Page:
Background: Allergic contact dermatitis to paraphenylenediamine (PPD) is a frequent cause of morbidity and occupational disability.
Objective: The aim of the study was to characterize T-cell responses to PPD and Bandrowski's base (BB), an autoxidation product of PPD, by using polyclonal and monoclonal T-lymphocyte cultures.
Methods: PPD- and BB-driven proliferation of PBMCs and T-cell clones (TCCs) was assessed by means of tritiated thymidine incorporation. Surface markers were studied by means of flow cytometry, and cytokine generation was assessed with an ELISA.
Results: TCCs, with one exception, were CD4+/CD45RO+, and T-cell receptors were alphabeta+. Three of 6 TCCs expressed Vbeta 16. TCC stimulation was HLA-DP restricted, and TCCs secreted IL-4, IL-5, and marginal levels of IFN-gamma. TCCs reacted to both PPD and BB. Presentation of BB to TCCs was dependent on viable antigen-presenting cells (APCs) pulsed for 4 hours, and fixed APCs failed to stimulate TCCs. Moreover, polyclonal responses to BB were enhanced by metabolically active enzymes, such as cytochrome P450 enzymes. BB has to be metabolized and processed. In contrast, fixation of APCs did not impair their ability to present PPD to TCC, whereas pulsing of APCs with PPD failed to stimulate TCCs. Thus PPD had to be present during the process, and polyclonal stimulation was not enhanced by cytochromes.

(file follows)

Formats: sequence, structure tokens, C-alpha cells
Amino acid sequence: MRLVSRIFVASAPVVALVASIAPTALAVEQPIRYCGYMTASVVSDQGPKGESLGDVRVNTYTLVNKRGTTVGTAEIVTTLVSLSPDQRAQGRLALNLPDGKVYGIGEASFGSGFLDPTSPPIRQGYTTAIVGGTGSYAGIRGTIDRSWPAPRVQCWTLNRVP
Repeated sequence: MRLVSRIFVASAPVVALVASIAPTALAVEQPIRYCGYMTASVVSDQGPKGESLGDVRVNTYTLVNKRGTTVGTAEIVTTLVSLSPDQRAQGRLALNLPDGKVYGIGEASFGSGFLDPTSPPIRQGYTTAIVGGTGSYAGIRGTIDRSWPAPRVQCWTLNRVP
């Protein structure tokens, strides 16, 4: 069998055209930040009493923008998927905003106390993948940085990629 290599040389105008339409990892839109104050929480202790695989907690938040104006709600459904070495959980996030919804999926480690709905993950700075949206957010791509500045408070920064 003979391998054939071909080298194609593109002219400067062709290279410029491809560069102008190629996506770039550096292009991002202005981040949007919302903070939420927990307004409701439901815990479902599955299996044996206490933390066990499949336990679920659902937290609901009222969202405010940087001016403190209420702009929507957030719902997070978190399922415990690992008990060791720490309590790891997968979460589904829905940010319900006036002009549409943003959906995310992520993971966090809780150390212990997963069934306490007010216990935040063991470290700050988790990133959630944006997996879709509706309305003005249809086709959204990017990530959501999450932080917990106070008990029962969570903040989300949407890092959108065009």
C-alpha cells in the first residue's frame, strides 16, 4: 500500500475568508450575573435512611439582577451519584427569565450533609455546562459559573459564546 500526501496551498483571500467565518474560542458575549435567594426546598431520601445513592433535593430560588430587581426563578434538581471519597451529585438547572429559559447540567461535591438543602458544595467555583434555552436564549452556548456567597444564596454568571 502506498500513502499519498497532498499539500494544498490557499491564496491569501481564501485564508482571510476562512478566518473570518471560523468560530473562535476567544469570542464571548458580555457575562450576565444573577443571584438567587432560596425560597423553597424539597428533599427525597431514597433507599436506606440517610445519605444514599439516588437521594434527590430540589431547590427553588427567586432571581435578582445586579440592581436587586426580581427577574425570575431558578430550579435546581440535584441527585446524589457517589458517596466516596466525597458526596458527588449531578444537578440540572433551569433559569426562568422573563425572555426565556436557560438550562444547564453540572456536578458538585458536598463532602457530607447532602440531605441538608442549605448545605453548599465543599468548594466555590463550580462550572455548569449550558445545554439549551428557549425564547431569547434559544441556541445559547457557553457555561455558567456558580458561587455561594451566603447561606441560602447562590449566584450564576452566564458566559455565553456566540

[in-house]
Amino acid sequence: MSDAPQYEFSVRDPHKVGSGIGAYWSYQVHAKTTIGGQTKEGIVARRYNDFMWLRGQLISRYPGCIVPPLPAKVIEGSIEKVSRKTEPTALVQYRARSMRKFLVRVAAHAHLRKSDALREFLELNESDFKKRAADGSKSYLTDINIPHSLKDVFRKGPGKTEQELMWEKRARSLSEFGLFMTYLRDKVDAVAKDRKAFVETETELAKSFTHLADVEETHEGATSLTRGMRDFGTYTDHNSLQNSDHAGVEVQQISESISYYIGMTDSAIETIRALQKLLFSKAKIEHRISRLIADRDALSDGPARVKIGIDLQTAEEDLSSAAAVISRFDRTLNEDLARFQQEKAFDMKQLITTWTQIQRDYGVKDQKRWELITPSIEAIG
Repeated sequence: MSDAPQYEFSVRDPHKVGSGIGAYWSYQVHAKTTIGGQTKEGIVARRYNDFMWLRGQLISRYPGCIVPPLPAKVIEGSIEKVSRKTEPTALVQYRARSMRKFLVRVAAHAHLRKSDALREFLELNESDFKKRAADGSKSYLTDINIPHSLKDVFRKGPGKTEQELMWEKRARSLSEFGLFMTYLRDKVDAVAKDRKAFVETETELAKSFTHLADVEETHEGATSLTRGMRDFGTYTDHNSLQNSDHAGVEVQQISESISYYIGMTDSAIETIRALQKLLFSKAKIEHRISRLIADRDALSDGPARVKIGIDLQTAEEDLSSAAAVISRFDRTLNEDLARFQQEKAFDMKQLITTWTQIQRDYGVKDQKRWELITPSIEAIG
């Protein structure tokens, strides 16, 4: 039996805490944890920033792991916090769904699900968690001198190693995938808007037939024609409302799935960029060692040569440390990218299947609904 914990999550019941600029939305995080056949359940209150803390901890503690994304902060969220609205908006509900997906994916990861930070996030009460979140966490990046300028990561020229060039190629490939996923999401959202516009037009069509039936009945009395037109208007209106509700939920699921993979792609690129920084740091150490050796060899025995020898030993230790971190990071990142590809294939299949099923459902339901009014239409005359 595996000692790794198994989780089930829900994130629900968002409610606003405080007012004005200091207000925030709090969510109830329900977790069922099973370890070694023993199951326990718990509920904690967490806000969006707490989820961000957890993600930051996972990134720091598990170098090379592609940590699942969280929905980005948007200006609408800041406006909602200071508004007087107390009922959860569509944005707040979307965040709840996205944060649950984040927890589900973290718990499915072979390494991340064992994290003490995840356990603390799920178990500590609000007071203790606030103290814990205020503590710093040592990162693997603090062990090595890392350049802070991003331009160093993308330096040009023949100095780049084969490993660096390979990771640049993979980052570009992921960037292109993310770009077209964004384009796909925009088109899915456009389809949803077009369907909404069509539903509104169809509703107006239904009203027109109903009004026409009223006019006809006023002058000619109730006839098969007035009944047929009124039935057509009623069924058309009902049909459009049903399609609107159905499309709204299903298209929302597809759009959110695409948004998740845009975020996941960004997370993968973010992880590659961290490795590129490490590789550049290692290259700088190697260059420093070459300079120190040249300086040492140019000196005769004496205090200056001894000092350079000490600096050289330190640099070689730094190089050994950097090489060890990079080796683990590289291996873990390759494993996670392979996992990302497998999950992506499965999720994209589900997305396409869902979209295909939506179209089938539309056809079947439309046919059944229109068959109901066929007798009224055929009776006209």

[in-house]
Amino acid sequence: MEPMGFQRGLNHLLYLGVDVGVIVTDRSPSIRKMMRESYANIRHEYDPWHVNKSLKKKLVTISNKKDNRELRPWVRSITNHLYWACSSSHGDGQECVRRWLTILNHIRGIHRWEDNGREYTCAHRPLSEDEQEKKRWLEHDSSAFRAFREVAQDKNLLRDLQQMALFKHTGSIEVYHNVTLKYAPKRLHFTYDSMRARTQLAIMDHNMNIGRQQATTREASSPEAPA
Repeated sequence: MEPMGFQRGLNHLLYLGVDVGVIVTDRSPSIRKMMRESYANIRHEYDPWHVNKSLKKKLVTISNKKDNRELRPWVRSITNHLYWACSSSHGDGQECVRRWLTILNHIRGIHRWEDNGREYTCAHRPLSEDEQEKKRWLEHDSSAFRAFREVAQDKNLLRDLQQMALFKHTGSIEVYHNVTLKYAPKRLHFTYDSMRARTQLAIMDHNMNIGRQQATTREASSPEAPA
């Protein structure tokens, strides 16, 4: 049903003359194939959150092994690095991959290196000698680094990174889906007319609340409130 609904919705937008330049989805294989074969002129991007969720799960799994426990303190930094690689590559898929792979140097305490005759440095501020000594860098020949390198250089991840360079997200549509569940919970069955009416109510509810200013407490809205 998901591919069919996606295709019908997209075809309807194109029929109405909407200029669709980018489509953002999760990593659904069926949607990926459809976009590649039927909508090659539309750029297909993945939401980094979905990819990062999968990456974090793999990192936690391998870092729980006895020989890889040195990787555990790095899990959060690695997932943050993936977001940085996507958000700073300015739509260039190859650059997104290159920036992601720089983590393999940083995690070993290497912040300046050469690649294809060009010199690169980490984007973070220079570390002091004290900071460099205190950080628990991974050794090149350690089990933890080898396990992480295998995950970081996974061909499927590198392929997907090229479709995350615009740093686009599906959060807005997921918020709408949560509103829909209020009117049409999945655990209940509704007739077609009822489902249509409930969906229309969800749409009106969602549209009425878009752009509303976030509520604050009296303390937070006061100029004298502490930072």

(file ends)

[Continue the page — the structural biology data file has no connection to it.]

Conclusion: These results suggest that PPD itself can be recognized by T cells through a processing-independent pathway, whereas its autoxidation product, BB, required processing and possibly metabolism to stimulate the same TCC. Our data demonstrate that 2 distinct pathways of antigen presentation to activate specific TCCs are involved in the immune response to PPD.